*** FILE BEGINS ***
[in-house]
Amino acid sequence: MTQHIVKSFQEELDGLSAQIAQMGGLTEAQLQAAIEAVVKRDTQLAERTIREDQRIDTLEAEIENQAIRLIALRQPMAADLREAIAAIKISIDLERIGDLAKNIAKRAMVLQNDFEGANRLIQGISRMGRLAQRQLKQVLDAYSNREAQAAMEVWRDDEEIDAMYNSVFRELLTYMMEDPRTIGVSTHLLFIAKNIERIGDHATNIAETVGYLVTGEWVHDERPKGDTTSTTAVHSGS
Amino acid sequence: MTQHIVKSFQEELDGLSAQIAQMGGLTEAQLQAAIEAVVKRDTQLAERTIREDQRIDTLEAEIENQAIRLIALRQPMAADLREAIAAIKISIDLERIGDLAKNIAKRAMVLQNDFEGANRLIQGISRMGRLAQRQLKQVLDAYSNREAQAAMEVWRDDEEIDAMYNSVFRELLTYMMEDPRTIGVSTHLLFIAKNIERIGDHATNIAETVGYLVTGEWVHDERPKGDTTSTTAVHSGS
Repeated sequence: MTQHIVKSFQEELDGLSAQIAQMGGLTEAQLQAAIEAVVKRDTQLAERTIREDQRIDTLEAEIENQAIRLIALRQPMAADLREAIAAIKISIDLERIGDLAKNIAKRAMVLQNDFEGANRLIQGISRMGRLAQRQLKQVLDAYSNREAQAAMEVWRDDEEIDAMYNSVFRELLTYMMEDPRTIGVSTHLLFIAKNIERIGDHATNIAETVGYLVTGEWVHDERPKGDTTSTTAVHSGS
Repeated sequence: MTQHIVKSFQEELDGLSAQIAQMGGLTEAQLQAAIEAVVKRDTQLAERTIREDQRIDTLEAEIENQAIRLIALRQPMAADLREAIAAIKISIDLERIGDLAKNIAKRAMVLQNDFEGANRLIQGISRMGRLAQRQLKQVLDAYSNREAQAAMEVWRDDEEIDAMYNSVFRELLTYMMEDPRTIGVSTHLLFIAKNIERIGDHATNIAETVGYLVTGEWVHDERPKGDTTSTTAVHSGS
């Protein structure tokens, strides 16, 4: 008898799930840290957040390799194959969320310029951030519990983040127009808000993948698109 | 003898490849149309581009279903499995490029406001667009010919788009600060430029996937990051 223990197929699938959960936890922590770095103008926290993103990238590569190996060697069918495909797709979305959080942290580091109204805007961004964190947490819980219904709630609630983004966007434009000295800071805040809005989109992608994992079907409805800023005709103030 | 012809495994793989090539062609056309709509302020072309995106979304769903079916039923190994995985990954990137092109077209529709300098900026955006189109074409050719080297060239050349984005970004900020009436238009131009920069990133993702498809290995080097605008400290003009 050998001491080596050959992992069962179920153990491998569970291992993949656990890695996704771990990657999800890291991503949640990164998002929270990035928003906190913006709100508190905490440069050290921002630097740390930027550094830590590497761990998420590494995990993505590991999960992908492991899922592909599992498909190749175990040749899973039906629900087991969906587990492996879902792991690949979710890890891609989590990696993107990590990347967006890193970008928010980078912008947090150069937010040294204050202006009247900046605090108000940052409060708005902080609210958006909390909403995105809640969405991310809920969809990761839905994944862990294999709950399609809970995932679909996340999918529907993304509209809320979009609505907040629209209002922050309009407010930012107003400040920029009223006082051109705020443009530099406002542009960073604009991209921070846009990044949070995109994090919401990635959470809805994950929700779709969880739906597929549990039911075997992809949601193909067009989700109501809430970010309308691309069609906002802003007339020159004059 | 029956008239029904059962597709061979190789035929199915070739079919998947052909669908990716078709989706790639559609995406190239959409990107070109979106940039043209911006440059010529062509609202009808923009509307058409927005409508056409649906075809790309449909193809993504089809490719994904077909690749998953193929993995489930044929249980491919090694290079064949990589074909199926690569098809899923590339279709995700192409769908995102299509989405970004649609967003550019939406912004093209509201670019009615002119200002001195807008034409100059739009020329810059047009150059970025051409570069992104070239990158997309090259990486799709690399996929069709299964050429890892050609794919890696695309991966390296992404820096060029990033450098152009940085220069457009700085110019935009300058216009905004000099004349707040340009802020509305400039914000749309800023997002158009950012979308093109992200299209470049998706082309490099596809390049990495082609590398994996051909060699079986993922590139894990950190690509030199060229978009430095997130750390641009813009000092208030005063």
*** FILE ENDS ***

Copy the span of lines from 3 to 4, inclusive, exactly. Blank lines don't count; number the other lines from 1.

Amino acid sequence: MTQHIVKSFQEELDGLSAQIAQMGGLTEAQLQAAIEAVVKRDTQLAERTIREDQRIDTLEAEIENQAIRLIALRQPMAADLREAIAAIKISIDLERIGDLAKNIAKRAMVLQNDFEGANRLIQGISRMGRLAQRQLKQVLDAYSNREAQAAMEVWRDDEEIDAMYNSVFRELLTYMMEDPRTIGVSTHLLFIAKNIERIGDHATNIAETVGYLVTGEWVHDERPKGDTTSTTAVHSGS
Repeated sequence: MTQHIVKSFQEELDGLSAQIAQMGGLTEAQLQAAIEAVVKRDTQLAERTIREDQRIDTLEAEIENQAIRLIALRQPMAADLREAIAAIKISIDLERIGDLAKNIAKRAMVLQNDFEGANRLIQGISRMGRLAQRQLKQVLDAYSNREAQAAMEVWRDDEEIDAMYNSVFRELLTYMMEDPRTIGVSTHLLFIAKNIERIGDHATNIAETVGYLVTGEWVHDERPKGDTTSTTAVHSGS